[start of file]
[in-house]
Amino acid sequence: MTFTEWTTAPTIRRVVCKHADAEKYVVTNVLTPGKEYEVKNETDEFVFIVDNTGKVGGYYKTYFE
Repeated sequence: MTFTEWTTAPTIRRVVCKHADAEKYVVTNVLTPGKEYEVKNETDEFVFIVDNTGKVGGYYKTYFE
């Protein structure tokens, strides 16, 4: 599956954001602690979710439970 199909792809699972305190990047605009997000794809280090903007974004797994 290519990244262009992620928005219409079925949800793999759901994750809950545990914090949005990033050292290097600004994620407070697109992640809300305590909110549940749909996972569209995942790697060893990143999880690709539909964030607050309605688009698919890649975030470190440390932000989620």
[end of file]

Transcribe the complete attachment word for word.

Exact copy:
[in-house]
Amino acid sequence: MTFTEWTTAPTIRRVVCKHADAEKYVVTNVLTPGKEYEVKNETDEFVFIVDNTGKVGGYYKTYFE
Repeated sequence: MTFTEWTTAPTIRRVVCKHADAEKYVVTNVLTPGKEYEVKNETDEFVFIVDNTGKVGGYYKTYFE
């Protein structure tokens, strides 16, 4: 599956954001602690979710439970 199909792809699972305190990047605009997000794809280090903007974004797994 290519990244262009992620928005219409079925949800793999759901994750809950545990914090949005990033050292290097600004994620407070697109992640809300305590909110549940749909996972569209995942790697060893990143999880690709539909964030607050309605688009698919890649975030470190440390932000989620």